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Understand When to Get Ready for the Shot


As I’ve mentioned earlier in the week, patience is the biggest key to taking a gobbler. You may have to sit in front of a tree or in a blind for an hour or two before the turkey shows himself, so get comfortable. Have some type of cushioned seat that you carry with you or that’s attached to your turkey vest. Because I don’t know how long a turkey will take to come in, I’ll have my shotgun in my lap with the safety on and have it pointed in the general direction from where I think the turkey will come. As the turkey continues to get closer and closer, I’ll pick out a path or a break in the cover that I think that turkey will walk through and point the gun still in my lap, in that direction. When I anticipate that I’ll see the turkey in the next minute or two, I’ll already have pulled my knees up. I’ll put the barrel of my shotgun on my left knee, put my cheek on the stock, make sure I can see the red dot in my turkey scope and then wait for the turkey to appear. If the turkey doesn’t walk down the path I think he will, but appears to the left or the right of me, I don’t try to turn quickly and shoot the gobbler. I just sit still until the turkey gets behind an object that I know he can’t see through - like brush or a big tree trunk. Then I’ll quietly slide around the tree that I'm sitting next to and prepare to take the shot when the turkey steps out from behind the tree or bush. I don’t ever move when a turkey is close, until I know for certain he can’t see me.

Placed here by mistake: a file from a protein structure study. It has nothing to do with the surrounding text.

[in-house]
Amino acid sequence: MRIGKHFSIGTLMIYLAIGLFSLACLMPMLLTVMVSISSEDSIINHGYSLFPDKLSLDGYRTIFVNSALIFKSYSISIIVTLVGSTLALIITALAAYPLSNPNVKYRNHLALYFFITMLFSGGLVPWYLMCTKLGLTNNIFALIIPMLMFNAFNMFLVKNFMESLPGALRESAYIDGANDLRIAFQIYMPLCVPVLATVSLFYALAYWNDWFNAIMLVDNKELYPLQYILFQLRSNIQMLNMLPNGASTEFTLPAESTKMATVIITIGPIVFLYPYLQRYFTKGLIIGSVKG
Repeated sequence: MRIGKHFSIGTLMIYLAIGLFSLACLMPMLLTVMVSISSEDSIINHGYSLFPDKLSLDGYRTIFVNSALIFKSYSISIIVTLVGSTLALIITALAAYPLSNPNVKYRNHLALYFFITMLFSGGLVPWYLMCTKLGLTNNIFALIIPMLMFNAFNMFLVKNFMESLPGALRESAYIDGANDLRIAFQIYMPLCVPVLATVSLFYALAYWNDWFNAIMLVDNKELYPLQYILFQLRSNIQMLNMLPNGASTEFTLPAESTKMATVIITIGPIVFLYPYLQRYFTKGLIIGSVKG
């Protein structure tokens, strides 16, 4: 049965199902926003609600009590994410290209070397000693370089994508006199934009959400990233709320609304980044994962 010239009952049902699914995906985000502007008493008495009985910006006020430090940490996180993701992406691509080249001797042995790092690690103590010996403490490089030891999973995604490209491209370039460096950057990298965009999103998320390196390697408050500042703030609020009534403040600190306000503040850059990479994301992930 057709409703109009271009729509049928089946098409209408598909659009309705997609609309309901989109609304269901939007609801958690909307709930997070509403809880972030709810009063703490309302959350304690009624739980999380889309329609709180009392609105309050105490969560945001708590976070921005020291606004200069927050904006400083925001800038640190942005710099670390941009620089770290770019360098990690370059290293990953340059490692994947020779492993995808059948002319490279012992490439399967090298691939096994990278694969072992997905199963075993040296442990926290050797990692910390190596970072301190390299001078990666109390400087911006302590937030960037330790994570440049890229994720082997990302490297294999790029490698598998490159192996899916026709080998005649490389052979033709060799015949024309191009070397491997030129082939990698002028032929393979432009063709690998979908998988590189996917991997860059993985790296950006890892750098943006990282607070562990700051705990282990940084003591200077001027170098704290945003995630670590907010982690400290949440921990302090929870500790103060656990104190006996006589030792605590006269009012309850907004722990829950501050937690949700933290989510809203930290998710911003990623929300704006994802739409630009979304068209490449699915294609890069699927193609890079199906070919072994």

Day 3: Know What to Do When a Turkey Gobbles


Mossy Oak Properties of the Heartland adds Oklahoma office
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